However all things considered it now feels that I have spent a lot of time writing for others and not myself. The intention of the blog for me, certainly after the first couple of months anyway, is to help other sufferers feel less alone, to share my experiences and thoughts in the hope that others can relate and realise there is always help out there if you are willing to look. It’s also served as a handy tool in helping those closest to me understand what I am dealing with.

Nevertheless it seems that I’ve used this ‘tool’ to stop having to verbalise how I really feel. I still probably hold back in the blog – I feel I have to – let’s face it, no one wants to read the graphic details of my symptoms and no one wants to be depressed to within an inch of their lives. I try to keep things light-hearted for the most part and wherever possible, because that’s how I approach the condition in ‘real-life’. But that’s much easier said than done, and sometimes I need to learn to be a wee bit kinder to myself. Everyone does I think. I tend to put others feelings before my own and worry to excess about how my illness will affect them. It’s exhausting and pointless because the bottom line (pun always intended) is that I can’t control how anyone may or may not feel. I can only be honest and open and hope that my loved ones can understand when I’m not at my best. (Whatever that best may be).  I intend to be a little easier on myself and try harder to accept my lot.  I don’t have to spend the rest of my life dwelling on having gotten such a bum deal. Remember what I said about puns?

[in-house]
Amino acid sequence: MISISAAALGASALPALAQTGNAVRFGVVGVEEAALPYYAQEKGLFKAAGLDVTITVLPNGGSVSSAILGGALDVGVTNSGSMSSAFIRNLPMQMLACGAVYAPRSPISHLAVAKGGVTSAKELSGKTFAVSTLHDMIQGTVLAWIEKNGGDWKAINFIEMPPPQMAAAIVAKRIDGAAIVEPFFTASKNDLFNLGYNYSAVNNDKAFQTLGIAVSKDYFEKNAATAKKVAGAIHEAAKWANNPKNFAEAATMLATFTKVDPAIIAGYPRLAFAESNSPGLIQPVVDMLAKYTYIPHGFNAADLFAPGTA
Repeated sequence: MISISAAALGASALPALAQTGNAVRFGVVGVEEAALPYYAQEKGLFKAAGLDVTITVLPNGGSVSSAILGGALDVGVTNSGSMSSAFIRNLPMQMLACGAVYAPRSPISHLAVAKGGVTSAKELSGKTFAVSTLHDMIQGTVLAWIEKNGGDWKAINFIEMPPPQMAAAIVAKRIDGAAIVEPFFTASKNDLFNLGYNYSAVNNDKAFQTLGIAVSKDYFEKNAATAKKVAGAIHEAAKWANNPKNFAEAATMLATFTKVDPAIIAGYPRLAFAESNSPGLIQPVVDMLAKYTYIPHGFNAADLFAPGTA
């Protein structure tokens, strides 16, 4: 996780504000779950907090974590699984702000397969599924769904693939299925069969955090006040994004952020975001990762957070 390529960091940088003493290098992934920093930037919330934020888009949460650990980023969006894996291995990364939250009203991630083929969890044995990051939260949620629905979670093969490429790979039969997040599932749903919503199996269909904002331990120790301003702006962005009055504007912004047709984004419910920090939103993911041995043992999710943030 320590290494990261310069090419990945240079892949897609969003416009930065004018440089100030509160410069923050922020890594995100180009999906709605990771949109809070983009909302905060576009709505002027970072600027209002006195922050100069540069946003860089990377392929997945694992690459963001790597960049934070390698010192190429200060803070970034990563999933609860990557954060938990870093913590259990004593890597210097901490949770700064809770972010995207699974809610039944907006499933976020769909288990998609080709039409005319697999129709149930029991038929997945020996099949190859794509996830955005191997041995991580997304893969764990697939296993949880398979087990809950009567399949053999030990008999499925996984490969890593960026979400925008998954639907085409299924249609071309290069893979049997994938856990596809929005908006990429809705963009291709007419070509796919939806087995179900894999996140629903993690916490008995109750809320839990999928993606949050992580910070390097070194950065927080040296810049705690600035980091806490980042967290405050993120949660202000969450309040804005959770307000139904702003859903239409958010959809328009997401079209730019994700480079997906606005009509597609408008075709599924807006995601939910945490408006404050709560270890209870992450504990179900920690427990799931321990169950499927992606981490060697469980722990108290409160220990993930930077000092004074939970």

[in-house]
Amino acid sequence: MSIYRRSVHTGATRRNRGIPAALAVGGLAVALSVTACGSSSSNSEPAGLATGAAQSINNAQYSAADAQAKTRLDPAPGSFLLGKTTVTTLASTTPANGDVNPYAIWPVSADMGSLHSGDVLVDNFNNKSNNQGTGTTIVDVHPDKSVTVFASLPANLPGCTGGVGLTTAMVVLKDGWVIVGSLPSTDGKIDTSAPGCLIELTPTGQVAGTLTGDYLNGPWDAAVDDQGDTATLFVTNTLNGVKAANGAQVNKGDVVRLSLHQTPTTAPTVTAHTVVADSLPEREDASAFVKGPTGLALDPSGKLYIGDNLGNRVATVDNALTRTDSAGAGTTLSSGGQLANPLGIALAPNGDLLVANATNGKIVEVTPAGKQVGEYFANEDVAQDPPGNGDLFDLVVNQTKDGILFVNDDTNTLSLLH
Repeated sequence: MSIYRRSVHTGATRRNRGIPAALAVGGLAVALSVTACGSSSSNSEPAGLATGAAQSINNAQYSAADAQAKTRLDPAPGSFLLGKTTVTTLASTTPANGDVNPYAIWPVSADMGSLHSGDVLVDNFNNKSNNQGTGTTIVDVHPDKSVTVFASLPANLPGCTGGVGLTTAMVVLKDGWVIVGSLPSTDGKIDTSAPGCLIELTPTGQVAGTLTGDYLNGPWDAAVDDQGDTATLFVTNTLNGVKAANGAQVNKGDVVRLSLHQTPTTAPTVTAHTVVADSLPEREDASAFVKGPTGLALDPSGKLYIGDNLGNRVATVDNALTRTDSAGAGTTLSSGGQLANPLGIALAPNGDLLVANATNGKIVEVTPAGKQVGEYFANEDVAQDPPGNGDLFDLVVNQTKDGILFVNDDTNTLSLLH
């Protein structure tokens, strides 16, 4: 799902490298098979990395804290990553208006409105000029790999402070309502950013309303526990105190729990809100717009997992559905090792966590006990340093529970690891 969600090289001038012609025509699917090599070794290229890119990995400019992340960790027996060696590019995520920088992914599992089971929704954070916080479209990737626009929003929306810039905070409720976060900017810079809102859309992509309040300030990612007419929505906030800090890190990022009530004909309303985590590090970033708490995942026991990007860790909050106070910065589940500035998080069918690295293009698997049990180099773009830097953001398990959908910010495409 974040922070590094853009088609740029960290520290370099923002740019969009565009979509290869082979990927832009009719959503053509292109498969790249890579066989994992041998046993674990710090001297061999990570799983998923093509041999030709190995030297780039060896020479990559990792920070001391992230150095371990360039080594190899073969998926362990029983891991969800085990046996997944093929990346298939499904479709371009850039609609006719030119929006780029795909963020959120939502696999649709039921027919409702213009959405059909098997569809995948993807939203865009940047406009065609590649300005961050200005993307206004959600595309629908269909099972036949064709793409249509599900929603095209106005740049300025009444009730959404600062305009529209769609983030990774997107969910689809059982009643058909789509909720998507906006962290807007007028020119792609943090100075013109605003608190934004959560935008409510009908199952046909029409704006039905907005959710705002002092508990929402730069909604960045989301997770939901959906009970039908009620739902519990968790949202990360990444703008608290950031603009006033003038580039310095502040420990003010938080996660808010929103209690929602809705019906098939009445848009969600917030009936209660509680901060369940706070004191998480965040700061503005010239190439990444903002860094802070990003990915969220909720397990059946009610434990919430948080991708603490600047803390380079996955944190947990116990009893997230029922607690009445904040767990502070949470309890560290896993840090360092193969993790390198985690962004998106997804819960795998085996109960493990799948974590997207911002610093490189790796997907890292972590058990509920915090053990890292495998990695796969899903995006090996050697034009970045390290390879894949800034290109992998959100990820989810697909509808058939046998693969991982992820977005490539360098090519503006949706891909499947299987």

Saturday, 12 April 2014

Takin' 'Bout my Gut

I spend a lot of time talking to other sufferers of Crohn’s Disease on social networking and beyond. The main feeling I generally get is that there are generally two types of ‘sufferers’. These people tend to be absolute polar opposites. Bowels apart you might say. Allow me to explain...

There are The Professional Patients’ as I like to call them; those sufferers for whom the word ‘patient’ doesn’t really apply. Those who seemingly take delight in relaying their tales of woe at any available opportunity. I find this type of person tends to consider themselves as a ‘victim’. They have a fairly sickening ‘woe is me’ attitude, and love nothing more than having attention (and sympathy) lavished upon them. These people are a massive irritation to me. Don’t get me wrong, Crohn’s Disease is incredibly difficult to live with, but it’s far from an instant death sentence. The key is in learning to live with it; not allowing it to take over your life. These constant complainers take great pleasure in relaying how miserable and difficult their existence is, seemingly temporarily forgetting they are not the only people on the planet who have ever been sick. They are fans of relaying every gruesome detail of their illness across social networking, amongst family and friends (and stranger’s if they get the chance). They are usually Doc-Botherers’ too; never away from their doctors surgery or hospital with every minute symptom.  There is, of course, nothing wrong with being a little cautious and vigilant over the state of your health, especially with a chronic illness, however there is a fine line between extra concern, and hypochondria. One of my least favourite qualities in a human is selfishness and these patients tend to epitomise this quality. They want those around them to remember at all times that they are suffering and everyone around them should therefore act accordingly.